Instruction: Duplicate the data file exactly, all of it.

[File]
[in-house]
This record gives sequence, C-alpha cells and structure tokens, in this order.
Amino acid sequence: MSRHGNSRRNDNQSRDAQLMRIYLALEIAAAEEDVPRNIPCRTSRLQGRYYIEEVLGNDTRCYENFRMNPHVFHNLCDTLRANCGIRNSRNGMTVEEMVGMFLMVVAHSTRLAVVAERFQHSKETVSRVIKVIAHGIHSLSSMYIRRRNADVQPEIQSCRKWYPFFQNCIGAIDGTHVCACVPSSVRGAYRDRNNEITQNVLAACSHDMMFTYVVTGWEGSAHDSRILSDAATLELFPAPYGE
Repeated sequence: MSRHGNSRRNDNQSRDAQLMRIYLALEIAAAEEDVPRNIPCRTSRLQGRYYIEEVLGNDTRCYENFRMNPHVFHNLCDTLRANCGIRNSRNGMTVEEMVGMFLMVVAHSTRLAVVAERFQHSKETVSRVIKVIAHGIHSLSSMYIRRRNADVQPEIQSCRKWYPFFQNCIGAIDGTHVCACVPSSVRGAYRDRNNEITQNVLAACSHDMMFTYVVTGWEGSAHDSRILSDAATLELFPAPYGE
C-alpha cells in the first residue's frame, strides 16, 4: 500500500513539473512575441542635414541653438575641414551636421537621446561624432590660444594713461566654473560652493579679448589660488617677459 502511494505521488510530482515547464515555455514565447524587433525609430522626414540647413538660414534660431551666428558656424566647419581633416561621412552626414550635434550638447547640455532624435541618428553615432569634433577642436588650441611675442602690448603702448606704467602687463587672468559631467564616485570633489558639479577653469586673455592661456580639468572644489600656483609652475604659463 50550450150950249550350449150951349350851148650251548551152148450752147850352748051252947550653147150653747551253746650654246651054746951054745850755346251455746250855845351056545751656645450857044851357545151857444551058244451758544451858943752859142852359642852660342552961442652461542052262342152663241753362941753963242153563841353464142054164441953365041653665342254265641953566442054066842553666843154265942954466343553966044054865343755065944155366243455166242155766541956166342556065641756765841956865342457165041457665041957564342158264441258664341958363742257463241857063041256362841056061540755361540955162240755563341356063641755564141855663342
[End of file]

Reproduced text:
[in-house]
This record gives sequence, C-alpha cells and structure tokens, in this order.
Amino acid sequence: MSRHGNSRRNDNQSRDAQLMRIYLALEIAAAEEDVPRNIPCRTSRLQGRYYIEEVLGNDTRCYENFRMNPHVFHNLCDTLRANCGIRNSRNGMTVEEMVGMFLMVVAHSTRLAVVAERFQHSKETVSRVIKVIAHGIHSLSSMYIRRRNADVQPEIQSCRKWYPFFQNCIGAIDGTHVCACVPSSVRGAYRDRNNEITQNVLAACSHDMMFTYVVTGWEGSAHDSRILSDAATLELFPAPYGE
Repeated sequence: MSRHGNSRRNDNQSRDAQLMRIYLALEIAAAEEDVPRNIPCRTSRLQGRYYIEEVLGNDTRCYENFRMNPHVFHNLCDTLRANCGIRNSRNGMTVEEMVGMFLMVVAHSTRLAVVAERFQHSKETVSRVIKVIAHGIHSLSSMYIRRRNADVQPEIQSCRKWYPFFQNCIGAIDGTHVCACVPSSVRGAYRDRNNEITQNVLAACSHDMMFTYVVTGWEGSAHDSRILSDAATLELFPAPYGE
C-alpha cells in the first residue's frame, strides 16, 4: 500500500513539473512575441542635414541653438575641414551636421537621446561624432590660444594713461566654473560652493579679448589660488617677459 502511494505521488510530482515547464515555455514565447524587433525609430522626414540647413538660414534660431551666428558656424566647419581633416561621412552626414550635434550638447547640455532624435541618428553615432569634433577642436588650441611675442602690448603702448606704467602687463587672468559631467564616485570633489558639479577653469586673455592661456580639468572644489600656483609652475604659463 50550450150950249550350449150951349350851148650251548551152148450752147850352748051252947550653147150653747551253746650654246651054746951054745850755346251455746250855845351056545751656645450857044851357545151857444551058244451758544451858943752859142852359642852660342552961442652461542052262342152663241753362941753963242153563841353464142054164441953365041653665342254265641953566442054066842553666843154265942954466343553966044054865343755065944155366243455166242155766541956166342556065641756765841956865342457165041457665041957564342158264441258664341958363742257463241857063041256362841056061540755361540955162240755563341356063641755564141855663342